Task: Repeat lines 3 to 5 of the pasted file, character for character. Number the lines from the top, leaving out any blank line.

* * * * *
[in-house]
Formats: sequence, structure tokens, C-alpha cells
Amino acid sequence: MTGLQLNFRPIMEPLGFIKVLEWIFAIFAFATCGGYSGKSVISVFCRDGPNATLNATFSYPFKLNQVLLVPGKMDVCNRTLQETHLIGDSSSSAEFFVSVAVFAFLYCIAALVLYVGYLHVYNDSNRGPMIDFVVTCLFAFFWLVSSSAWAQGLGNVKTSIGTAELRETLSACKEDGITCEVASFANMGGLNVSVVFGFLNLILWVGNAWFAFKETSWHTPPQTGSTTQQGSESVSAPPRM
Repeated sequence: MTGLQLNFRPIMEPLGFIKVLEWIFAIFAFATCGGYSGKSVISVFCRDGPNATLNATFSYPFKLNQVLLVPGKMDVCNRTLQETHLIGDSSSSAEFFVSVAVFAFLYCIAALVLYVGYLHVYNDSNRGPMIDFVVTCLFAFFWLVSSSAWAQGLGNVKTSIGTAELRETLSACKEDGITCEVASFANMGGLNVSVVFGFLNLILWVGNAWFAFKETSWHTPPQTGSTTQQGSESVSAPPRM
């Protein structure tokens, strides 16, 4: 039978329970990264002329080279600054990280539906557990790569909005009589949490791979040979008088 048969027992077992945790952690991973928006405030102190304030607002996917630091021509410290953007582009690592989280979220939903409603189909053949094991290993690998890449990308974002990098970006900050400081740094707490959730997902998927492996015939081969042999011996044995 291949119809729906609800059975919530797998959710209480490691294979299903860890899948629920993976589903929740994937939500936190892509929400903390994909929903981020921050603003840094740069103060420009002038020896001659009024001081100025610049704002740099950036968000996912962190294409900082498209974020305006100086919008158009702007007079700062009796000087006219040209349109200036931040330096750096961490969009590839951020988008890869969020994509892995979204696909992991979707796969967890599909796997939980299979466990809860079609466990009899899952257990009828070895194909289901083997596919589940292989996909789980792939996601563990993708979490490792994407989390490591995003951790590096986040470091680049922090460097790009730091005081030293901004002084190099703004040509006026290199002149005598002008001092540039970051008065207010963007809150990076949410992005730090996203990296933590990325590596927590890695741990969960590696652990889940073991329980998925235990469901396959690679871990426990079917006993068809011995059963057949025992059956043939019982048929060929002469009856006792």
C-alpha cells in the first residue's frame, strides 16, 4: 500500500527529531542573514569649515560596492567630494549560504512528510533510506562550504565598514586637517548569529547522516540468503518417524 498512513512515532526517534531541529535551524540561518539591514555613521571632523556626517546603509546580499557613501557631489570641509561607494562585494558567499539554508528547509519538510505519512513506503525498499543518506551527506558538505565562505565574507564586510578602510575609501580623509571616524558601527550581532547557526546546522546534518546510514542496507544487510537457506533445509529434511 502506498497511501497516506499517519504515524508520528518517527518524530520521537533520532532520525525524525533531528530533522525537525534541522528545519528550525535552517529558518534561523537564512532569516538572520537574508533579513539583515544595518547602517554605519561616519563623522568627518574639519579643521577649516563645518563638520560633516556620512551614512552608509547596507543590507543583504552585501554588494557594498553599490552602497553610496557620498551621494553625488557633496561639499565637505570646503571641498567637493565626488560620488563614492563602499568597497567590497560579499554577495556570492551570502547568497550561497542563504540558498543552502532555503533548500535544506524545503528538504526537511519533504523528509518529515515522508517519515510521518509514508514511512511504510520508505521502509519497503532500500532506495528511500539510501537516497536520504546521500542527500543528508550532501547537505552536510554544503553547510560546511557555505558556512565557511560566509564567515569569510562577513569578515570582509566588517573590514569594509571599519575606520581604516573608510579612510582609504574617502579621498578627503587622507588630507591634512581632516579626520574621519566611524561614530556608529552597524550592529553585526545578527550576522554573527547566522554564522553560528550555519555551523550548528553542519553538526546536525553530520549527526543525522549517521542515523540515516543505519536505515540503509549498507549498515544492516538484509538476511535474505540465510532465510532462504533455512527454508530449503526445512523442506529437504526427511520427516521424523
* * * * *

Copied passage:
Amino acid sequence: MTGLQLNFRPIMEPLGFIKVLEWIFAIFAFATCGGYSGKSVISVFCRDGPNATLNATFSYPFKLNQVLLVPGKMDVCNRTLQETHLIGDSSSSAEFFVSVAVFAFLYCIAALVLYVGYLHVYNDSNRGPMIDFVVTCLFAFFWLVSSSAWAQGLGNVKTSIGTAELRETLSACKEDGITCEVASFANMGGLNVSVVFGFLNLILWVGNAWFAFKETSWHTPPQTGSTTQQGSESVSAPPRM
Repeated sequence: MTGLQLNFRPIMEPLGFIKVLEWIFAIFAFATCGGYSGKSVISVFCRDGPNATLNATFSYPFKLNQVLLVPGKMDVCNRTLQETHLIGDSSSSAEFFVSVAVFAFLYCIAALVLYVGYLHVYNDSNRGPMIDFVVTCLFAFFWLVSSSAWAQGLGNVKTSIGTAELRETLSACKEDGITCEVASFANMGGLNVSVVFGFLNLILWVGNAWFAFKETSWHTPPQTGSTTQQGSESVSAPPRM
């Protein structure tokens, strides 16, 4: 039978329970990264002329080279600054990280539906557990790569909005009589949490791979040979008088 048969027992077992945790952690991973928006405030102190304030607002996917630091021509410290953007582009690592989280979220939903409603189909053949094991290993690998890449990308974002990098970006900050400081740094707490959730997902998927492996015939081969042999011996044995 291949119809729906609800059975919530797998959710209480490691294979299903860890899948629920993976589903929740994937939500936190892509929400903390994909929903981020921050603003840094740069103060420009002038020896001659009024001081100025610049704002740099950036968000996912962190294409900082498209974020305006100086919008158009702007007079700062009796000087006219040209349109200036931040330096750096961490969009590839951020988008890869969020994509892995979204696909992991979707796969967890599909796997939980299979466990809860079609466990009899899952257990009828070895194909289901083997596919589940292989996909789980792939996601563990993708979490490792994407989390490591995003951790590096986040470091680049922090460097790009730091005081030293901004002084190099703004040509006026290199002149005598002008001092540039970051008065207010963007809150990076949410992005730090996203990296933590990325590596927590890695741990969960590696652990889940073991329980998925235990469901396959690679871990426990079917006993068809011995059963057949025992059956043939019982048929060929002469009856006792």